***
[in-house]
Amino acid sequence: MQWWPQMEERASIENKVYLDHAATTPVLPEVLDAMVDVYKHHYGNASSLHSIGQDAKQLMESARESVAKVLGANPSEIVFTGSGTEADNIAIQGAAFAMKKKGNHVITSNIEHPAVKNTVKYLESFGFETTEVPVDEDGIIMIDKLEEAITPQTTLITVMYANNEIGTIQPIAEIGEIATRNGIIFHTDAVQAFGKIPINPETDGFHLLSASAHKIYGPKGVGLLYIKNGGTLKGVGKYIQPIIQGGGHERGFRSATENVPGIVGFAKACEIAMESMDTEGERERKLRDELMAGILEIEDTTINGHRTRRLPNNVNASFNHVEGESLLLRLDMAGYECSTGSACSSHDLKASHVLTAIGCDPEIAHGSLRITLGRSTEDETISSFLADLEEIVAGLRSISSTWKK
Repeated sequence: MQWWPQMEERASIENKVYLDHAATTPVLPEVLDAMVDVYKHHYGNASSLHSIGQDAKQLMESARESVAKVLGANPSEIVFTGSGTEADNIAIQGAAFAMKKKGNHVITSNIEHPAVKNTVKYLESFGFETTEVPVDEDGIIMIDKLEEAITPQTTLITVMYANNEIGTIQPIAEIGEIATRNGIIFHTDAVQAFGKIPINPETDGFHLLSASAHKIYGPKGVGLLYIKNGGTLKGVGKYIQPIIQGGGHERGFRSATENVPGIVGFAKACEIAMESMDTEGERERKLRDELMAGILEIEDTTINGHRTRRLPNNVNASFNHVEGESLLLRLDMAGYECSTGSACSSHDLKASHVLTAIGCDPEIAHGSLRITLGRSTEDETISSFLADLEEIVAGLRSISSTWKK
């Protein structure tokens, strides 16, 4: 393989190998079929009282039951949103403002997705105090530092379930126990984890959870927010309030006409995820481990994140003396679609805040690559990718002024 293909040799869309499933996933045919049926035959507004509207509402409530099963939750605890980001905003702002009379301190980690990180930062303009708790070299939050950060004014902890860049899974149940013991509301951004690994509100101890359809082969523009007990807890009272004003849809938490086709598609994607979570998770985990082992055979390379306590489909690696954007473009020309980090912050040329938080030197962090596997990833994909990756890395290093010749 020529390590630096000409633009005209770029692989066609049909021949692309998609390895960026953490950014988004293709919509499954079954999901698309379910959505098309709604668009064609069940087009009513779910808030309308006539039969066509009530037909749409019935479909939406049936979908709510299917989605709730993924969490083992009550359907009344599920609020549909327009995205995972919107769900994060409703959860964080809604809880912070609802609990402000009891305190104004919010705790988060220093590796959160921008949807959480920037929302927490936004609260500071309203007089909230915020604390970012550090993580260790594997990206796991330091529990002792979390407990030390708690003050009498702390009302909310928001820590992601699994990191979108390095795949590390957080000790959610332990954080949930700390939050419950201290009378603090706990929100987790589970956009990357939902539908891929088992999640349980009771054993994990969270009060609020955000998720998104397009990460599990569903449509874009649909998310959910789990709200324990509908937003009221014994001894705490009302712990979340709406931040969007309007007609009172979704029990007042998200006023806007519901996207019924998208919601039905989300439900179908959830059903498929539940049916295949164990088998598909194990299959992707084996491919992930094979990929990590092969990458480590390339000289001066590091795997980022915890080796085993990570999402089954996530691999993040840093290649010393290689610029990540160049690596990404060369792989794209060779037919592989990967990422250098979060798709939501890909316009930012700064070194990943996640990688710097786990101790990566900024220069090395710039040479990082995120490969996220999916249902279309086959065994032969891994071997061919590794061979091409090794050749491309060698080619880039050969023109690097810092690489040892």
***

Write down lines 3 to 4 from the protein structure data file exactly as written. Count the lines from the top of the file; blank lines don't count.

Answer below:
Repeated sequence: MQWWPQMEERASIENKVYLDHAATTPVLPEVLDAMVDVYKHHYGNASSLHSIGQDAKQLMESARESVAKVLGANPSEIVFTGSGTEADNIAIQGAAFAMKKKGNHVITSNIEHPAVKNTVKYLESFGFETTEVPVDEDGIIMIDKLEEAITPQTTLITVMYANNEIGTIQPIAEIGEIATRNGIIFHTDAVQAFGKIPINPETDGFHLLSASAHKIYGPKGVGLLYIKNGGTLKGVGKYIQPIIQGGGHERGFRSATENVPGIVGFAKACEIAMESMDTEGERERKLRDELMAGILEIEDTTINGHRTRRLPNNVNASFNHVEGESLLLRLDMAGYECSTGSACSSHDLKASHVLTAIGCDPEIAHGSLRITLGRSTEDETISSFLADLEEIVAGLRSISSTWKK
């Protein structure tokens, strides 16, 4: 393989190998079929009282039951949103403002997705105090530092379930126990984890959870927010309030006409995820481990994140003396679609805040690559990718002024 293909040799869309499933996933045919049926035959507004509207509402409530099963939750605890980001905003702002009379301190980690990180930062303009708790070299939050950060004014902890860049899974149940013991509301951004690994509100101890359809082969523009007990807890009272004003849809938490086709598609994607979570998770985990082992055979390379306590489909690696954007473009020309980090912050040329938080030197962090596997990833994909990756890395290093010749 020529390590630096000409633009005209770029692989066609049909021949692309998609390895960026953490950014988004293709919509499954079954999901698309379910959505098309709604668009064609069940087009009513779910808030309308006539039969066509009530037909749409019935479909939406049936979908709510299917989605709730993924969490083992009550359907009344599920609020549909327009995205995972919107769900994060409703959860964080809604809880912070609802609990402000009891305190104004919010705790988060220093590796959160921008949807959480920037929302927490936004609260500071309203007089909230915020604390970012550090993580260790594997990206796991330091529990002792979390407990030390708690003050009498702390009302909310928001820590992601699994990191979108390095795949590390957080000790959610332990954080949930700390939050419950201290009378603090706990929100987790589970956009990357939902539908891929088992999640349980009771054993994990969270009060609020955000998720998104397009990460599990569903449509874009649909998310959910789990709200324990509908937003009221014994001894705490009302712990979340709406931040969007309007007609009172979704029990007042998200006023806007519901996207019924998208919601039905989300439900179908959830059903498929539940049916295949164990088998598909194990299959992707084996491919992930094979990929990590092969990458480590390339000289001066590091795997980022915890080796085993990570999402089954996530691999993040840093290649010393290689610029990540160049690596990404060369792989794209060779037919592989990967990422250098979060798709939501890909316009930012700064070194990943996640990688710097786990101790990566900024220069090395710039040479990082995120490969996220999916249902279309086959065994032969891994071997061919590794061979091409090794050749491309060698080619880039050969023109690097810092690489040892």